The first thing to understand is that images and marks are actually trademarked and not copyrighted. A copyright is a literary or artistic work of some kind a a trademark is usually brand of some kind. So, generally copyrights are going to be books, photographs, songs, etc. A trademark is something like the Nike Swoosh or the apple made by Apple, Inc. In this case, the image is going to be a trademark because it is a mark for which you're going to be receiving money for it through trade. With that out of the way, we can move onto the next thing.

The main element of trademark infringement is the “likelihood of confusion” (i.e., whether the similarity of the marks is likely to confuse customers about the source of the products). In evaluating the likelihood of confusion between related goods or services, the following factors are considered:

    • strength of the mark
    • proximity or the goods or services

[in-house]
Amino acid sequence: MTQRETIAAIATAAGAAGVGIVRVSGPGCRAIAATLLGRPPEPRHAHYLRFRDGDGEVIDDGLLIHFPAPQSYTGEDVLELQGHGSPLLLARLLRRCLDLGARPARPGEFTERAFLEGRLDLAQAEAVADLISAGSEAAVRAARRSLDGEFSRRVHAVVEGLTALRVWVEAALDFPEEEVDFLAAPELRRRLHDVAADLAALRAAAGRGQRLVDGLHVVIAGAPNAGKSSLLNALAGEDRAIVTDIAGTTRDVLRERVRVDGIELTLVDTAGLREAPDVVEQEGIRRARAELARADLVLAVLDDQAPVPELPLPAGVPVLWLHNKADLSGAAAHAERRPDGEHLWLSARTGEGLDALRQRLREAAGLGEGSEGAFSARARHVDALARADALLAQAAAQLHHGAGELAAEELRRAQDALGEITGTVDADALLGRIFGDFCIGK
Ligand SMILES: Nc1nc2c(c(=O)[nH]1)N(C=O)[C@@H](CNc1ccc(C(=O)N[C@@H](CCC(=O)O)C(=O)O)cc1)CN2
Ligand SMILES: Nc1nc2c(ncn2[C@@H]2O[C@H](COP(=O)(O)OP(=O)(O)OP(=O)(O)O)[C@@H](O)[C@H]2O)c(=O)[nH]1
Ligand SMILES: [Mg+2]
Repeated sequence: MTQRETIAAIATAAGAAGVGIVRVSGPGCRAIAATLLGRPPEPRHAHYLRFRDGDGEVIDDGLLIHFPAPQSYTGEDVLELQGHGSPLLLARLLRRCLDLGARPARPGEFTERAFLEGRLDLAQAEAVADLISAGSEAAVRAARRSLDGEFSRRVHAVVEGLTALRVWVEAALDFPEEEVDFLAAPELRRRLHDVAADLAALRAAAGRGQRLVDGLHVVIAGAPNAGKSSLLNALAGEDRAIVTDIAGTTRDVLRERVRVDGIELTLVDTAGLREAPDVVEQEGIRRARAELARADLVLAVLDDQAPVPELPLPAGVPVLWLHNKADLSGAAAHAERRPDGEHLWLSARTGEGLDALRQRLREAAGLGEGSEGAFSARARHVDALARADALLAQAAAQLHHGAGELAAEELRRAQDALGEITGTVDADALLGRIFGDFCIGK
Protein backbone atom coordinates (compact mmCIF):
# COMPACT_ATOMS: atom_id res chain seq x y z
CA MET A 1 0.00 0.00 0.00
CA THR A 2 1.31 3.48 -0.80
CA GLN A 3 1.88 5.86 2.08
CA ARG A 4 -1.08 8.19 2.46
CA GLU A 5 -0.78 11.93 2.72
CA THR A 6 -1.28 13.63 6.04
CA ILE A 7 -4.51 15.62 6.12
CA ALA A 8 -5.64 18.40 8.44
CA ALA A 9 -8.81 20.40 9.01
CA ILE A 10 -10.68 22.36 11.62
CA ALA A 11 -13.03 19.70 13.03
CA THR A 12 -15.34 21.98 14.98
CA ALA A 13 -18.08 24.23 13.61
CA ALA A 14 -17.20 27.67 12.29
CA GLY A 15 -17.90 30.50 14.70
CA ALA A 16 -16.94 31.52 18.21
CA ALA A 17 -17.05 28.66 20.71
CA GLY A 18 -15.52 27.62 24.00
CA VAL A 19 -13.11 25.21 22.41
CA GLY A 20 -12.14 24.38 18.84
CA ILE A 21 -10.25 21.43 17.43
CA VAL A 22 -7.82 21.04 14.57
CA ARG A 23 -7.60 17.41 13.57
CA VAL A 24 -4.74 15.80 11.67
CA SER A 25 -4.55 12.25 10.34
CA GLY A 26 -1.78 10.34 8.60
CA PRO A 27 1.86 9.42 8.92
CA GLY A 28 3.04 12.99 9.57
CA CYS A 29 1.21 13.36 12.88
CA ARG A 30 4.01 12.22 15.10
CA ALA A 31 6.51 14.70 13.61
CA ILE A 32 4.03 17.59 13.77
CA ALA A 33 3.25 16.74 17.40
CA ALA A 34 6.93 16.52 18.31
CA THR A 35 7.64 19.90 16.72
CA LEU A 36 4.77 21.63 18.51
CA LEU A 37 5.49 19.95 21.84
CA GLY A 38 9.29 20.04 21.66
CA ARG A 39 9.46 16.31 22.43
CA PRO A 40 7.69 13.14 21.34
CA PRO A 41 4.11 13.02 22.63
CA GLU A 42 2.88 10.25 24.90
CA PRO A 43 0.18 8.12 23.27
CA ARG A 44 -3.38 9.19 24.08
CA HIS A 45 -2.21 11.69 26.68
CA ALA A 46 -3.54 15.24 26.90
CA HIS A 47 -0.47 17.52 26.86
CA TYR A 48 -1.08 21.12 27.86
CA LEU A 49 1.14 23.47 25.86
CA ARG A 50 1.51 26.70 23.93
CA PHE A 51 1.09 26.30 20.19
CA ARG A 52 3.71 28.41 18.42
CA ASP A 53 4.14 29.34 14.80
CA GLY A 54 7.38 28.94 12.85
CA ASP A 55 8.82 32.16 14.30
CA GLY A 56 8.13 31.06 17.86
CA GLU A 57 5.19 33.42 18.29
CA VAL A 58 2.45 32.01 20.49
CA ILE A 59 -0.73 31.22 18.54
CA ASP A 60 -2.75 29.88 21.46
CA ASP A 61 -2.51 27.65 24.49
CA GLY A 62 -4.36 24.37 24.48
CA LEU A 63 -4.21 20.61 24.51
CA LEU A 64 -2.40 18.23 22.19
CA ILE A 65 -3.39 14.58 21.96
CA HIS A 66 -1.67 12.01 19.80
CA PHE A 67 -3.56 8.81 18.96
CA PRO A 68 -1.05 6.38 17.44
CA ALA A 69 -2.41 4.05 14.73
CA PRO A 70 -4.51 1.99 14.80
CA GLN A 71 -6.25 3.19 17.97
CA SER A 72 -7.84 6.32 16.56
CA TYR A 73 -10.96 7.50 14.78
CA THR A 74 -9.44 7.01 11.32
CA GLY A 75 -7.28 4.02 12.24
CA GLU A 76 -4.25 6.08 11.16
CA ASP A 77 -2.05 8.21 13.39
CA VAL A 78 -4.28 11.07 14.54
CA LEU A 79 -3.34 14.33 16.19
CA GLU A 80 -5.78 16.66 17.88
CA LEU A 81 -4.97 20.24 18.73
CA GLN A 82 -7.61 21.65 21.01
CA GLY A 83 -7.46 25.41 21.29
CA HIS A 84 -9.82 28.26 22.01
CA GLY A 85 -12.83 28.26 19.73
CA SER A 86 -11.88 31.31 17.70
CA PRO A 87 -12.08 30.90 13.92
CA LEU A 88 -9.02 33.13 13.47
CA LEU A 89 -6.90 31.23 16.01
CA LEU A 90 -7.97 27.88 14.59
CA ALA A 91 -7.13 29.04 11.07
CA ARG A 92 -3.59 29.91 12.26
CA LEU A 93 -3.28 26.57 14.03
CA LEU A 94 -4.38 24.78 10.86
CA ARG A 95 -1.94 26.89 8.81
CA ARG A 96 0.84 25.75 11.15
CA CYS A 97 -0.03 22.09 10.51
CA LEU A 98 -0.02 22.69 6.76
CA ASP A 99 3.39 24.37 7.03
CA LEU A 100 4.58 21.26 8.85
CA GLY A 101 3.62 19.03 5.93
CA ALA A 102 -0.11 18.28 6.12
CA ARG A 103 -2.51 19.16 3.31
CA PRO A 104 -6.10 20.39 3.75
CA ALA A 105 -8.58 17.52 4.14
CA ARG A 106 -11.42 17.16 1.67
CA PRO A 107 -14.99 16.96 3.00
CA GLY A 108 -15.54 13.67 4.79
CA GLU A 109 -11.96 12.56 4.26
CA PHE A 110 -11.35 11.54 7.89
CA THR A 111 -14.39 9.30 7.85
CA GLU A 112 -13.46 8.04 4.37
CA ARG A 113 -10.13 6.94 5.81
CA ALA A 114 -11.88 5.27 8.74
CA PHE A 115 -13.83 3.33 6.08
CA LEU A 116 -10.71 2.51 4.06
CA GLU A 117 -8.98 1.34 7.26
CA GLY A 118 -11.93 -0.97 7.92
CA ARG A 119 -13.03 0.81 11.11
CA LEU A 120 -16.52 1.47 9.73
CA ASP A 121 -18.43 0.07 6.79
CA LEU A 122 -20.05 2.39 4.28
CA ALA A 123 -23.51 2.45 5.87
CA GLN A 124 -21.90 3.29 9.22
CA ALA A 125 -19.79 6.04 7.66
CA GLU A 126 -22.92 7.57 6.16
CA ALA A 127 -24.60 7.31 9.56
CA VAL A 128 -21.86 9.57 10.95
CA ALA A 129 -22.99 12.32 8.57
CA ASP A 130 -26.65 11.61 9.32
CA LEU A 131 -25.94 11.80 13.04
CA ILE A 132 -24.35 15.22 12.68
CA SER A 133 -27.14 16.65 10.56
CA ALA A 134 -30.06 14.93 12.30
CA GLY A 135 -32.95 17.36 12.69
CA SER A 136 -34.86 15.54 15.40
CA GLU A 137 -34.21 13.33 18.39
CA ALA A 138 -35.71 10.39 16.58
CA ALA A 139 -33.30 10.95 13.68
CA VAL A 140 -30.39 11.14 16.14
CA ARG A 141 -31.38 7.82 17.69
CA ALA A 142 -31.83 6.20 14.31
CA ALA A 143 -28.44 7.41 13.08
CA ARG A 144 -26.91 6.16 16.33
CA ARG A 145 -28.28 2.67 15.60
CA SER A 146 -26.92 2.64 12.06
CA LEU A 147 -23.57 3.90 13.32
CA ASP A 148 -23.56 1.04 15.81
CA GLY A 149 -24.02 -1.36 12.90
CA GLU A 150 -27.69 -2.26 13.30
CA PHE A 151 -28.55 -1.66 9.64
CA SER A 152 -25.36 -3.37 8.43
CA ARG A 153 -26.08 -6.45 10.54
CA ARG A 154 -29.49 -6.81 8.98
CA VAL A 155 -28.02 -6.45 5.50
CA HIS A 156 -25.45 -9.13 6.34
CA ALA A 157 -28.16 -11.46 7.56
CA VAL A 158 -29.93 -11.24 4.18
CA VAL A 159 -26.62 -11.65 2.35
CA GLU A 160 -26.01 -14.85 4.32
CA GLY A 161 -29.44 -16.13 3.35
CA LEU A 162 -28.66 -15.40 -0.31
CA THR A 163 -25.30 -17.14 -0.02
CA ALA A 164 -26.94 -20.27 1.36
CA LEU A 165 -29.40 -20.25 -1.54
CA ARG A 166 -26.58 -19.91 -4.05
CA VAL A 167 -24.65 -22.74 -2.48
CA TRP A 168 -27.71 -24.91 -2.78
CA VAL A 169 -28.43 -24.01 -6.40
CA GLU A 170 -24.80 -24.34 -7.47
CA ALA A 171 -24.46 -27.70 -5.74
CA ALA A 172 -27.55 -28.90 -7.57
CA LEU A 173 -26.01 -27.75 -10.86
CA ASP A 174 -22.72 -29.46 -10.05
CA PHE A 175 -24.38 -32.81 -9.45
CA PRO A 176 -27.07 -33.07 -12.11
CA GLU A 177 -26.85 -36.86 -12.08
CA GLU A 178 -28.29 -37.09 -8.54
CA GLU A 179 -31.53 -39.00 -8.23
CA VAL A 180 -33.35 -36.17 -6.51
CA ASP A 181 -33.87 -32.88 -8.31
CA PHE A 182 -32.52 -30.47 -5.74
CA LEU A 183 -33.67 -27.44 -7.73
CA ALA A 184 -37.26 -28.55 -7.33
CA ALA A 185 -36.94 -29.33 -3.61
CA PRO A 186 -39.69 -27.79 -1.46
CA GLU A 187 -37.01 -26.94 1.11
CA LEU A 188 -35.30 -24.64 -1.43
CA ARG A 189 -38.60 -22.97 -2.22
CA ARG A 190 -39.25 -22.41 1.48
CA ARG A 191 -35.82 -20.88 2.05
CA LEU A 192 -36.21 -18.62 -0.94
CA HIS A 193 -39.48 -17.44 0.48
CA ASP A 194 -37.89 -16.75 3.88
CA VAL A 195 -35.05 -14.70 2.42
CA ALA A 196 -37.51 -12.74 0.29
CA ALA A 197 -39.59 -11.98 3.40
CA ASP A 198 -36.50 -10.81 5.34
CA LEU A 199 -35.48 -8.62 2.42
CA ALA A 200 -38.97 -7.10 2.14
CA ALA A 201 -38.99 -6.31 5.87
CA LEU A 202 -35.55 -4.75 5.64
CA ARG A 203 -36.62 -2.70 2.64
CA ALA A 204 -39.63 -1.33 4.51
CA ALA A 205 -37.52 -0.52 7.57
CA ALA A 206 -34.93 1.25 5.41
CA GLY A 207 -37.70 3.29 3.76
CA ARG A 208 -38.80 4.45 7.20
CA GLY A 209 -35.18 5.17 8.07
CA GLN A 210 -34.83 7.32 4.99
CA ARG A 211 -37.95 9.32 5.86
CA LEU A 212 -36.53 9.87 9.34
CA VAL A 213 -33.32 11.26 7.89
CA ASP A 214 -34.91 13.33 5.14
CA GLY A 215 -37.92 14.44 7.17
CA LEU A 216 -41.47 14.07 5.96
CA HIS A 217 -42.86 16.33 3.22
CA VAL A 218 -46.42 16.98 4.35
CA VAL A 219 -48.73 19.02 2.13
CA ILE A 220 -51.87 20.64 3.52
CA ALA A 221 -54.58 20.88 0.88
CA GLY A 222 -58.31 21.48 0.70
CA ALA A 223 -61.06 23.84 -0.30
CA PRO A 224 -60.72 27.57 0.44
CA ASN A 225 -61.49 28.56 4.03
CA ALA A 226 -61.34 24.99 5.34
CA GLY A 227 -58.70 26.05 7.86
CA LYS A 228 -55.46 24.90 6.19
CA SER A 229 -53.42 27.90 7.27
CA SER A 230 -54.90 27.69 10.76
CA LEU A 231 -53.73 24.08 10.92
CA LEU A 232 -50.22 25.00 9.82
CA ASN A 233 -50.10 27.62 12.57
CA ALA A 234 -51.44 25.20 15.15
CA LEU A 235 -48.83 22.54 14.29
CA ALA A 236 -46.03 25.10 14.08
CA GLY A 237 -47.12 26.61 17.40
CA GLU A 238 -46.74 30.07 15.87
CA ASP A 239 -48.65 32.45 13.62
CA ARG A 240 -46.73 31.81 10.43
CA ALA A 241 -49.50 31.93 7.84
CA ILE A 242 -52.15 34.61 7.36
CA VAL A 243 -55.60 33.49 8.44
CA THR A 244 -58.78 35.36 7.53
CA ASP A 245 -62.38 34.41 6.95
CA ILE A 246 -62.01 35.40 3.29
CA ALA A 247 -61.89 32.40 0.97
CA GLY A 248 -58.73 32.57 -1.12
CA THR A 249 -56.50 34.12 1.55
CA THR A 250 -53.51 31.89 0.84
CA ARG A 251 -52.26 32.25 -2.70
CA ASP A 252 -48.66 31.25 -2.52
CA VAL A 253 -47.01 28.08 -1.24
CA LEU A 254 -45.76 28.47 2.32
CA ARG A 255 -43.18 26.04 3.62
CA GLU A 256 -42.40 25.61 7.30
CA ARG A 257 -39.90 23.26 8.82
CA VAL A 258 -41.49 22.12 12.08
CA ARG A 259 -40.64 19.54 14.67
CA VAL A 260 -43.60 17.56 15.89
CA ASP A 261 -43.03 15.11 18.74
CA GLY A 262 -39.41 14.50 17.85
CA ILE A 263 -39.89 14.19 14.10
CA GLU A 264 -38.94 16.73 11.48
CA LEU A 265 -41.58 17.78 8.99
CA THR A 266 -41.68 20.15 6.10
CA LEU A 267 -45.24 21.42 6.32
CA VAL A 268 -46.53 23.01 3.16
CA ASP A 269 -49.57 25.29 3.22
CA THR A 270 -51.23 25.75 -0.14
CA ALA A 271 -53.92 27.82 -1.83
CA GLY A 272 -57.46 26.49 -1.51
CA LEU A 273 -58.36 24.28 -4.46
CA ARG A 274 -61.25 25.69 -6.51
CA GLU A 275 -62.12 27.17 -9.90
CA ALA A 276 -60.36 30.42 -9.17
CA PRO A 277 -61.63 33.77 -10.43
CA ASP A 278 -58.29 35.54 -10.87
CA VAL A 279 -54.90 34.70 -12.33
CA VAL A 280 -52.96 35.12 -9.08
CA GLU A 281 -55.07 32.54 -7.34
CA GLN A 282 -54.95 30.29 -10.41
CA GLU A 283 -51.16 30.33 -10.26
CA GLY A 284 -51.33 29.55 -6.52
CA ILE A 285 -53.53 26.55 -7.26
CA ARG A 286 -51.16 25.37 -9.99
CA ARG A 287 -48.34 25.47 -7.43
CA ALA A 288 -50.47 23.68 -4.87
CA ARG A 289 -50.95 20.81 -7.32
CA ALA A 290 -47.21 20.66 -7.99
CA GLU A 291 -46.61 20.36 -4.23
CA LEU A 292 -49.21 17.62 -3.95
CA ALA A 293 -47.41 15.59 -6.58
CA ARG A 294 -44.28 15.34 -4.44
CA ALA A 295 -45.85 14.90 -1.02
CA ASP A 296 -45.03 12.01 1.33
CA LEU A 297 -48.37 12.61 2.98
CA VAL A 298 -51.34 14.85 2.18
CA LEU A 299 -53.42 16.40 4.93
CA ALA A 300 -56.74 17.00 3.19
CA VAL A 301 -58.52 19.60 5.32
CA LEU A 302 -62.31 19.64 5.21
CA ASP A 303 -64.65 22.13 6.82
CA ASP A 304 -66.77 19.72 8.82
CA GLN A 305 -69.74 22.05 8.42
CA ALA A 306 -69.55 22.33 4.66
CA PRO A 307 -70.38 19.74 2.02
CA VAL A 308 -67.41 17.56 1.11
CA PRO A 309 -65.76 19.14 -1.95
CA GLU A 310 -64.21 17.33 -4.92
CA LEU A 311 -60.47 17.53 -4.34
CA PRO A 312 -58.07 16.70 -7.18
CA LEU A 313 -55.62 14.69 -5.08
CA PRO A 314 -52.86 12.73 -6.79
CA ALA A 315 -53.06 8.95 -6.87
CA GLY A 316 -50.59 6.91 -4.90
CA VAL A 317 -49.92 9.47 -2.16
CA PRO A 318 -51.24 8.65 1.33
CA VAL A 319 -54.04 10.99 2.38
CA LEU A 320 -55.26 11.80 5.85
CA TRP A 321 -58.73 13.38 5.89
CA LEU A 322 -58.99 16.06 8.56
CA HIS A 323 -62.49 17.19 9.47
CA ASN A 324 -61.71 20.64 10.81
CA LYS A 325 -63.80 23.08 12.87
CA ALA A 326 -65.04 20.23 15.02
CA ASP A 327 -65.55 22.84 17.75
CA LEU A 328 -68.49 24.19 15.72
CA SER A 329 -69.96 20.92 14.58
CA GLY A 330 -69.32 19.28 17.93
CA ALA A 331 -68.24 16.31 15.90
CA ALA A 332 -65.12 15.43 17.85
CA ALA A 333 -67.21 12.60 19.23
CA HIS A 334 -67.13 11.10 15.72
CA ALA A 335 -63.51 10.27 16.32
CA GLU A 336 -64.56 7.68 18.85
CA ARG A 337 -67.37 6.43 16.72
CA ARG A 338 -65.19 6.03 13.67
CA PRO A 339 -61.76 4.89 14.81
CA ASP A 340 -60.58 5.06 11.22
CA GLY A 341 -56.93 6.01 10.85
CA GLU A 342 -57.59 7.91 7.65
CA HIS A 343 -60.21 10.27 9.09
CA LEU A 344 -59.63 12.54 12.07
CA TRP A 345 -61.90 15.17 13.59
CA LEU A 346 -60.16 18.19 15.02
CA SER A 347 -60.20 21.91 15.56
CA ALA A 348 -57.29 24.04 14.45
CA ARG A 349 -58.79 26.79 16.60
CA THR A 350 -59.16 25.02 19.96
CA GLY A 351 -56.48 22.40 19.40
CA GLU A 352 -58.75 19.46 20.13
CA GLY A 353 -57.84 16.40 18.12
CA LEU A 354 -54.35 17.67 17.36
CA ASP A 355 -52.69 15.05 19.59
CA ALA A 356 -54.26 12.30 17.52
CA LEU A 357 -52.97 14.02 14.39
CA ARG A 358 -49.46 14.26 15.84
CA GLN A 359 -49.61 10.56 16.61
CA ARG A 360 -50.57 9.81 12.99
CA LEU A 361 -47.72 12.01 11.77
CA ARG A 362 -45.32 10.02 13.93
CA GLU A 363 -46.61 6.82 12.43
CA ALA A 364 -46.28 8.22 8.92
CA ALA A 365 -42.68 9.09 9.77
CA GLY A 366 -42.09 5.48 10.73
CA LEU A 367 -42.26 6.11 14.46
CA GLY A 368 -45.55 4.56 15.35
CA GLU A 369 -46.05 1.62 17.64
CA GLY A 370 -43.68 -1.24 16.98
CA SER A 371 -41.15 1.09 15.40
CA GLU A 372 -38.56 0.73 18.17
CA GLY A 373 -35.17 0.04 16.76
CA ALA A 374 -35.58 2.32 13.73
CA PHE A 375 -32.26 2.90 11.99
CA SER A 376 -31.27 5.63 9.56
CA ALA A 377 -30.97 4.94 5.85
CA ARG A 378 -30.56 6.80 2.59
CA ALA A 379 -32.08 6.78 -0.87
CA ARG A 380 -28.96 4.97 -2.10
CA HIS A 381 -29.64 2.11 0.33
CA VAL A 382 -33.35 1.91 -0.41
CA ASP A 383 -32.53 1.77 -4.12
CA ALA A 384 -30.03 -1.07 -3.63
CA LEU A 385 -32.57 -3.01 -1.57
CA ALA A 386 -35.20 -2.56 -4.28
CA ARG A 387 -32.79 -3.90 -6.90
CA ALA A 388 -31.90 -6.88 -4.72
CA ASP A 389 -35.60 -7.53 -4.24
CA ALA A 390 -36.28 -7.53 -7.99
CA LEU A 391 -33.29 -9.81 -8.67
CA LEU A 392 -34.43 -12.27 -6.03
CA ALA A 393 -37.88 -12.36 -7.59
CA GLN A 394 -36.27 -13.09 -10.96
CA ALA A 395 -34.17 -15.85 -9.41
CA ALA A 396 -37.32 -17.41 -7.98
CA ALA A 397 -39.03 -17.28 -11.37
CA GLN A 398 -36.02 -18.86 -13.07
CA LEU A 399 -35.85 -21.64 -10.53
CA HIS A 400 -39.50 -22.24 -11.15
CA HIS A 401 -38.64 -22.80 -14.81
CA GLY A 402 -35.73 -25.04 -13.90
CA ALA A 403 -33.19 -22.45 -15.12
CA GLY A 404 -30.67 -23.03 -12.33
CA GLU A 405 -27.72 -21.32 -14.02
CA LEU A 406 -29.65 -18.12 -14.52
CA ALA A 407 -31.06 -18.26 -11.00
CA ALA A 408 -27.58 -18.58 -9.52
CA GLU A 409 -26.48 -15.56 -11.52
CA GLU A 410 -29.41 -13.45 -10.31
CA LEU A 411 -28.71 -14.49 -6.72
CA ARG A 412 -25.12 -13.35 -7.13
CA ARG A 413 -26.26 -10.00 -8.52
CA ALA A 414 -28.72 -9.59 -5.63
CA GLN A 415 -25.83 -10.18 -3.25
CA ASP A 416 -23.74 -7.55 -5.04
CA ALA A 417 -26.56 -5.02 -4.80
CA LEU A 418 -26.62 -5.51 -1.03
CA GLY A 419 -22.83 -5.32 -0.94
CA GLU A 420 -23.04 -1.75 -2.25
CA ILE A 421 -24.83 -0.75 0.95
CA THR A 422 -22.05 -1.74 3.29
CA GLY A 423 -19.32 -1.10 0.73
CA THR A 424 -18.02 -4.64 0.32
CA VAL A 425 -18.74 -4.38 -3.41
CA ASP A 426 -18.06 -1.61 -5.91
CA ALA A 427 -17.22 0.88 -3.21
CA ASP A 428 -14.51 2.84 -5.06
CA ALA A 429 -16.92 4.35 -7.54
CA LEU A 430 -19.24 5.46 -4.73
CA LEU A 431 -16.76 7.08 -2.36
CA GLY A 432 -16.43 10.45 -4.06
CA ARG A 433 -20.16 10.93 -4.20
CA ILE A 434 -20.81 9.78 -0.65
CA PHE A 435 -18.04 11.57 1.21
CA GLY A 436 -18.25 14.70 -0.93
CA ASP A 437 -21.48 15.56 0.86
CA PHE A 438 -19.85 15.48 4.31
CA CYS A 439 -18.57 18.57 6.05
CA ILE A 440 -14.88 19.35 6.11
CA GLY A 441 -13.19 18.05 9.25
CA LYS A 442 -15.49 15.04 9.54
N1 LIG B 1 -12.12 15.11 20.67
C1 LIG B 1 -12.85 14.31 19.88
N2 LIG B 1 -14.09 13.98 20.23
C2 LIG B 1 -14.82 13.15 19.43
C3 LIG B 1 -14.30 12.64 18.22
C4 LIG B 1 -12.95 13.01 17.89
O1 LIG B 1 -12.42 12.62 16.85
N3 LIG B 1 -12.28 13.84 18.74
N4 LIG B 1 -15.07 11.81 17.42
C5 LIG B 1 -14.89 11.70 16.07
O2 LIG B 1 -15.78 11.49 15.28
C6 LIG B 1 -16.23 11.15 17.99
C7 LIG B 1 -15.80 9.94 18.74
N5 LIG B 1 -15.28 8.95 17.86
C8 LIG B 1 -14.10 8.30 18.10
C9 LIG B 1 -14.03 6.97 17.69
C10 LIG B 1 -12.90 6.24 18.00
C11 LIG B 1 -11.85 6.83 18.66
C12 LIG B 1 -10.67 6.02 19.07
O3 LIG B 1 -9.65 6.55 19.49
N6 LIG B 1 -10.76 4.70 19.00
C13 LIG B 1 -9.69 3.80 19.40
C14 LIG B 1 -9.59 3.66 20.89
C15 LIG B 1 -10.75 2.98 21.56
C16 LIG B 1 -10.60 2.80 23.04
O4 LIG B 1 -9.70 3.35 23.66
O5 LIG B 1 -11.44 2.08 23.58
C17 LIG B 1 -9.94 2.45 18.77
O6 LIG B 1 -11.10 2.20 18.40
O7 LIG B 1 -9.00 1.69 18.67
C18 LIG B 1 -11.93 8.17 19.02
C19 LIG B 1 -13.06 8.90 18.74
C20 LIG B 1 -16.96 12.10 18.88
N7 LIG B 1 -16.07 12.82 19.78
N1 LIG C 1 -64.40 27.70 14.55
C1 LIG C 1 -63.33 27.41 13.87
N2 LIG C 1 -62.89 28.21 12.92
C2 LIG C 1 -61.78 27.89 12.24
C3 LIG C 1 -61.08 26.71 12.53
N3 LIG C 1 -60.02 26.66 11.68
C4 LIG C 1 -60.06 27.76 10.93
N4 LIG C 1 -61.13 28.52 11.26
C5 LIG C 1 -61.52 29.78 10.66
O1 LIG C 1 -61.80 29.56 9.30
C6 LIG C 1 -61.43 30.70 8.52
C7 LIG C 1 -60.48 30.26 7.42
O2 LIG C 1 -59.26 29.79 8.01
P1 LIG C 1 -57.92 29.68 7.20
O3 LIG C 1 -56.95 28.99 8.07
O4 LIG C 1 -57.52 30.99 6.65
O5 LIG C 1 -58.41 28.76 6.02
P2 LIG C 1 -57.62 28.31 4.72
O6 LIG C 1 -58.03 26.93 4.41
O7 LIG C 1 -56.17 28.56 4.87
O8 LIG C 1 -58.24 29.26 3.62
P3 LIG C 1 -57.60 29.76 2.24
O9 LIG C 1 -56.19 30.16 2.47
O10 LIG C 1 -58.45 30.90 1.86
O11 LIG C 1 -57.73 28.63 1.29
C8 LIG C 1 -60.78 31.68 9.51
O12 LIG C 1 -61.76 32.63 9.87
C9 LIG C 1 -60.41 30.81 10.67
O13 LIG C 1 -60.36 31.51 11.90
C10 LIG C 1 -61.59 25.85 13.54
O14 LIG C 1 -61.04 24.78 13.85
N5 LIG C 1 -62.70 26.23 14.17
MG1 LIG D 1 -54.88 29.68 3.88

• similarity of the marks
    • evidence of actual confusion
    • the marketing channels used
    • the type of goods or services and the degree of care likely to be exercised by the purchasers of the defendant’s product
    • defendant’s intent in selecting the mark
    • the likelihood of expansion of the product lines

Because we aren't a judge or jury, we would not be able to tell for sure whether this mark would infringe on someone else's. However, you are allowed to use your best judgment. If you feel as if the item is distinct and non-confusing, then you are going to be in great shape. If you click here, you can find more information on trademarks.

Follow up questions are free so did you have any additional questions? If not, were you satisfied with my service today?

Hello,

I may be misunderstanding, but I only see a single image in the uploaded file. Please advise. Thanks!

Customer: replied 4 months ago.
Here are the 2 images you should see.

Ok, thanks. Please give me about 30.minutes to get back to you. I'm on a conference call.

Okay, Monte...thanks for your patience. There are three different issues here: